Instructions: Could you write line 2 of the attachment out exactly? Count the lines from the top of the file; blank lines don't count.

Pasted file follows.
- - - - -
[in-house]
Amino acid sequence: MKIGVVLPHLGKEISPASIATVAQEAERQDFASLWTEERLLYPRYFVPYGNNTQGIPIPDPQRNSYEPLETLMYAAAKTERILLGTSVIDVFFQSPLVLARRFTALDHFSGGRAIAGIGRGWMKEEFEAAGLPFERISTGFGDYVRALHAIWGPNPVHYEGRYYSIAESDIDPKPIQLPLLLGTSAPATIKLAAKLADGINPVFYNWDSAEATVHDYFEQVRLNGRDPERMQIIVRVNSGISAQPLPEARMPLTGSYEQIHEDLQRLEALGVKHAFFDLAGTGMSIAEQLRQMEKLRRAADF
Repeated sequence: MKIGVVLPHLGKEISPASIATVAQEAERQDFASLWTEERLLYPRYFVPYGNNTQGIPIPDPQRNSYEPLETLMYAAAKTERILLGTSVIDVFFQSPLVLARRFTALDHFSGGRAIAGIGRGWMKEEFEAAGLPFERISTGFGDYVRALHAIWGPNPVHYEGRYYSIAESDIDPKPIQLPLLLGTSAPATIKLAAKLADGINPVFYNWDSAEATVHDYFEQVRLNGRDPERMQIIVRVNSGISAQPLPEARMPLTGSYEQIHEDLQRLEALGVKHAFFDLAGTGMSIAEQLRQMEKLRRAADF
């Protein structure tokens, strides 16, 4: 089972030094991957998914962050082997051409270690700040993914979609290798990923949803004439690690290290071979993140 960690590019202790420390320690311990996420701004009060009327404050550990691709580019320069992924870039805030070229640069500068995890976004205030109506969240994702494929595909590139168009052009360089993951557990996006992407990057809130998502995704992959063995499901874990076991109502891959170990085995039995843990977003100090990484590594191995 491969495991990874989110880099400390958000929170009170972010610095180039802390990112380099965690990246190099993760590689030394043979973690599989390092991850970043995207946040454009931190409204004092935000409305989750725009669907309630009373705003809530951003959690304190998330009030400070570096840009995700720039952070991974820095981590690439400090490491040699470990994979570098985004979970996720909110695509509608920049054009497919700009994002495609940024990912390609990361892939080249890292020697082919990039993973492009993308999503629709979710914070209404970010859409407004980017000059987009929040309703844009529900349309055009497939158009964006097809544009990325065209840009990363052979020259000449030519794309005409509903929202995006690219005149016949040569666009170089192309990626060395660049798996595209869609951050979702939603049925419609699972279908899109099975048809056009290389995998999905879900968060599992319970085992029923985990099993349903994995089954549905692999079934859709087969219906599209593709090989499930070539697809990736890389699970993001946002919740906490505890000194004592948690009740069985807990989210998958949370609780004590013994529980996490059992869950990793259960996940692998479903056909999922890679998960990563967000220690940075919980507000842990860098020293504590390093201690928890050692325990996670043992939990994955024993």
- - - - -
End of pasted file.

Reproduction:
Amino acid sequence: MKIGVVLPHLGKEISPASIATVAQEAERQDFASLWTEERLLYPRYFVPYGNNTQGIPIPDPQRNSYEPLETLMYAAAKTERILLGTSVIDVFFQSPLVLARRFTALDHFSGGRAIAGIGRGWMKEEFEAAGLPFERISTGFGDYVRALHAIWGPNPVHYEGRYYSIAESDIDPKPIQLPLLLGTSAPATIKLAAKLADGINPVFYNWDSAEATVHDYFEQVRLNGRDPERMQIIVRVNSGISAQPLPEARMPLTGSYEQIHEDLQRLEALGVKHAFFDLAGTGMSIAEQLRQMEKLRRAADF